A rectocele is when the rectum bulges on straining, resulting in failed ecvacuation of stool (fig 1). It is more common in women, and typically the bulge is at the front (anteriorly) into the vagina. It leads to incomplete evacuation of the rectum on straining, and can be a cause of constipation.
Figure 1. Rectocele bulging into vagina.
The main symptom is incomplete evacuation of the rectum on straining. Frequently, this leads to the feeling that one needs to evacuate again soon after the last attempt. This feeling can at times be so overwhelming, that a compulsion to digitally evacuate the rectum is felt.
The diagnosis is based on the presence of classic symptoms, the confirmation of an anterior bulge in the rectum on clinical examination and real time x-ray taken while defecating (defecating proctography), as well as anal physiology tests including manometry that show reduced rectal pressures and increased compliance of the rectum.
MEDICAL MANAGEMENT OF A RECTOCELE
The maitenance of a soft stool consistency is important in preventing constipation and overdistension of an easily distensible rectum. Regular fibre, including a tablespoon of metamucil® twice a day, and 30ml of lactulose (Duphulac®) either once or twice a day may be needed.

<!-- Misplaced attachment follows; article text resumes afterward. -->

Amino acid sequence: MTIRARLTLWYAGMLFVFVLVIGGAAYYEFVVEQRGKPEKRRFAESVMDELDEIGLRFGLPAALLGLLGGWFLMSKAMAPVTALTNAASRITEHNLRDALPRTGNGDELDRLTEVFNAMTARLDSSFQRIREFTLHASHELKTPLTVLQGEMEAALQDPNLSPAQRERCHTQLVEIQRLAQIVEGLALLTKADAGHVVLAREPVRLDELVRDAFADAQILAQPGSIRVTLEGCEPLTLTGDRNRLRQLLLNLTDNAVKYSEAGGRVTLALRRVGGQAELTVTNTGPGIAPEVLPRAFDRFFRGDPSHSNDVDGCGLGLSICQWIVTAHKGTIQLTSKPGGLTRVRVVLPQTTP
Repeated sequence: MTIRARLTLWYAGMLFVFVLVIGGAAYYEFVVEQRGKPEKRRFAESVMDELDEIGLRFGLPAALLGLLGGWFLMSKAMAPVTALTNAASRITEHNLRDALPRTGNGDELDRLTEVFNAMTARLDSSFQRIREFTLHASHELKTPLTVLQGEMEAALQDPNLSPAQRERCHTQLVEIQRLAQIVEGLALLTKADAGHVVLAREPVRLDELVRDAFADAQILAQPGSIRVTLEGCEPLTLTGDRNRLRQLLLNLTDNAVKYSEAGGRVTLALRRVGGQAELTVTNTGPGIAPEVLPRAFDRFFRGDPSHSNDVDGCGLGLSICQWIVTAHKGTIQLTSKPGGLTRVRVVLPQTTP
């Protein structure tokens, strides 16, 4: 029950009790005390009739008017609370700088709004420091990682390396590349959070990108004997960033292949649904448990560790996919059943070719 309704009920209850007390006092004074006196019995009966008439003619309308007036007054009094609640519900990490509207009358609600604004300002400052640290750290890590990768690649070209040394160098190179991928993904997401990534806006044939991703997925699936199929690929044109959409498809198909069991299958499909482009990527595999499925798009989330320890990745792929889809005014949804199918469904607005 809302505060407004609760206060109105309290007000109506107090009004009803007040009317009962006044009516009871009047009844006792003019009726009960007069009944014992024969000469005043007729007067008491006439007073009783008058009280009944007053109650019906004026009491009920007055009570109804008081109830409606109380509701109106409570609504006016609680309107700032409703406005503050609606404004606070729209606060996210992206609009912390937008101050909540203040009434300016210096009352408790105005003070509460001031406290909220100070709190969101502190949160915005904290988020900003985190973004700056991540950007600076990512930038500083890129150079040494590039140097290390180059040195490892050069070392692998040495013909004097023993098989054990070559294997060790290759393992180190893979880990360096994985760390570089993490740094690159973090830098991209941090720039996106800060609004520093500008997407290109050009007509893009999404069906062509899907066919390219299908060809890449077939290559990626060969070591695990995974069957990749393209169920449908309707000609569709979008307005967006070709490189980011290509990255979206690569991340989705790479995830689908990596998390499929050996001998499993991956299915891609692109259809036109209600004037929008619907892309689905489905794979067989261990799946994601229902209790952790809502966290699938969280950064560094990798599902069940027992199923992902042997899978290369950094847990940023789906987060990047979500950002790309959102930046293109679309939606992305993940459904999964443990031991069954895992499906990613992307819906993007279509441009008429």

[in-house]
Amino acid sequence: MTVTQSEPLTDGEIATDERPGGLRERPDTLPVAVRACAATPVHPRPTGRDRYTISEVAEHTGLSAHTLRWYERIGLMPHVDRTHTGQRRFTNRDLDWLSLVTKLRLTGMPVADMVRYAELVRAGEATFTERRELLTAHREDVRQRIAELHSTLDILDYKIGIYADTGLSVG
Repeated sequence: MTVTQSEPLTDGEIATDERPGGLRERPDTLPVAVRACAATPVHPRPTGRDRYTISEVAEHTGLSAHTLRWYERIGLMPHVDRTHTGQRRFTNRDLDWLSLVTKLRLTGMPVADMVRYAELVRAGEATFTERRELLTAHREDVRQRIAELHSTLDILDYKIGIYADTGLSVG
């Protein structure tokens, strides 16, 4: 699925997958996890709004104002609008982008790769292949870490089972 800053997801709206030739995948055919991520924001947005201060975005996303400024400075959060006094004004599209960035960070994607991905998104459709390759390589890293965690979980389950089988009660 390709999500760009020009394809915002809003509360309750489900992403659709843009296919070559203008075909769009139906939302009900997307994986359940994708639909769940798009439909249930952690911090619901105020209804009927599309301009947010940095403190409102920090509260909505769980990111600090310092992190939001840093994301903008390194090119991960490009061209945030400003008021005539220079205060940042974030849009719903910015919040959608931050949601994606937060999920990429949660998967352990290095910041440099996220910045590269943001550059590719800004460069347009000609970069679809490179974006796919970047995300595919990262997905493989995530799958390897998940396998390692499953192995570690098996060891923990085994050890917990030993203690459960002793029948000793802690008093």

SURGICAL MANAGEMENT OF A RECTOCELE
A rectocele repair is occasionally indicated, and is a day stay procedure. It involves raising a flap of mucosa to gain access to the weakned part of the wall of the rectum at the front (anteriorly) and gathering up the muscles in this area with a series of reinforcing sutures, before closing the flap over the repair.
WHAT TO EXPECT PRE AND POST OPERATIVELY FOR RECTOCELE SURGERY
Unless you are also having a colonoscopy, a normal diet without a bowel prep is required the day before surgery. You need to fast from midnight the night before if your surgery is scheduled for the morning, or from 6am if scheduled for the afternoon. You will be admitted as a day-stay procedure. You will receive a fleet® enema 1 hour prior to your rectocele operation.
Following your procedure, you will recover for a hour until the effects of sedatives have worn off. You should not drive yourself home after your procedure and should have someone organised (a friend or relative) to accompany you.
You should remain on regular laxatives and simple analgesics for 1 week. We recommend taking twice daily a tablespoon of natural psyllium husk (Metamucil® or Fibogel®), and 30ml of lactulose (Duphalac®) daily or twice dialy to keep stool consistency soft. For pain we recommend after each meal 400mg of ibuprofen (Brufen®) and 1g of paracetamol. Opioid medications (Codeine and Morphine) should be avoided as they cause constipation.
You should follow up with your colorectal surgeon in 6 weeks to review your wound and discuss further management if indicated.